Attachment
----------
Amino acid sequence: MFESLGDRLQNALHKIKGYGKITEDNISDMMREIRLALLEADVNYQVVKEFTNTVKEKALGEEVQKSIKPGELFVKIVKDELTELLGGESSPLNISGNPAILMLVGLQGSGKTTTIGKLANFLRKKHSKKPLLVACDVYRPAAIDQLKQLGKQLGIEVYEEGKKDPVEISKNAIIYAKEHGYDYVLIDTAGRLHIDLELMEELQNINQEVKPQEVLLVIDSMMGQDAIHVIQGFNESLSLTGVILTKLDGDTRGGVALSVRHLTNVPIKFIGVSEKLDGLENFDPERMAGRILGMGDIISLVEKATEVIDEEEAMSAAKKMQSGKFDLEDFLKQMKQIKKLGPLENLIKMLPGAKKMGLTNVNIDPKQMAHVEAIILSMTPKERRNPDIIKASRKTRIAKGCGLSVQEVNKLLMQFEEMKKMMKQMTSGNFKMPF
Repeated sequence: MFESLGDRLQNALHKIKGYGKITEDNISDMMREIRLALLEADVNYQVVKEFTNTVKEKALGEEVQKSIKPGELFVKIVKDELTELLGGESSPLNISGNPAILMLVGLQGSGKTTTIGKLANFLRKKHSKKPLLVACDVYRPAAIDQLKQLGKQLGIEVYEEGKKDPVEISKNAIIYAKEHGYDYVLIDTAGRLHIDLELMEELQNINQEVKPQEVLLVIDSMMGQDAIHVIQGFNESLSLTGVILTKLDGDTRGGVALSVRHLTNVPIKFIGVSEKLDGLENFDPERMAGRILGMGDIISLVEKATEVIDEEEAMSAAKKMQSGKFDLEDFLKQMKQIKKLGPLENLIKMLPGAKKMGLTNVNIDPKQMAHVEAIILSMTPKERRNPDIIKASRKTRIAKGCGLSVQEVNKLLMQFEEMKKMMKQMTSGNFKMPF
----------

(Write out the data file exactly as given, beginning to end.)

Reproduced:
Amino acid sequence: MFESLGDRLQNALHKIKGYGKITEDNISDMMREIRLALLEADVNYQVVKEFTNTVKEKALGEEVQKSIKPGELFVKIVKDELTELLGGESSPLNISGNPAILMLVGLQGSGKTTTIGKLANFLRKKHSKKPLLVACDVYRPAAIDQLKQLGKQLGIEVYEEGKKDPVEISKNAIIYAKEHGYDYVLIDTAGRLHIDLELMEELQNINQEVKPQEVLLVIDSMMGQDAIHVIQGFNESLSLTGVILTKLDGDTRGGVALSVRHLTNVPIKFIGVSEKLDGLENFDPERMAGRILGMGDIISLVEKATEVIDEEEAMSAAKKMQSGKFDLEDFLKQMKQIKKLGPLENLIKMLPGAKKMGLTNVNIDPKQMAHVEAIILSMTPKERRNPDIIKASRKTRIAKGCGLSVQEVNKLLMQFEEMKKMMKQMTSGNFKMPF
Repeated sequence: MFESLGDRLQNALHKIKGYGKITEDNISDMMREIRLALLEADVNYQVVKEFTNTVKEKALGEEVQKSIKPGELFVKIVKDELTELLGGESSPLNISGNPAILMLVGLQGSGKTTTIGKLANFLRKKHSKKPLLVACDVYRPAAIDQLKQLGKQLGIEVYEEGKKDPVEISKNAIIYAKEHGYDYVLIDTAGRLHIDLELMEELQNINQEVKPQEVLLVIDSMMGQDAIHVIQGFNESLSLTGVILTKLDGDTRGGVALSVRHLTNVPIKFIGVSEKLDGLENFDPERMAGRILGMGDIISLVEKATEVIDEEEAMSAAKKMQSGKFDLEDFLKQMKQIKKLGPLENLIKMLPGAKKMGLTNVNIDPKQMAHVEAIILSMTPKERRNPDIIKASRKTRIAKGCGLSVQEVNKLLMQFEEMKKMMKQMTSGNFKMPF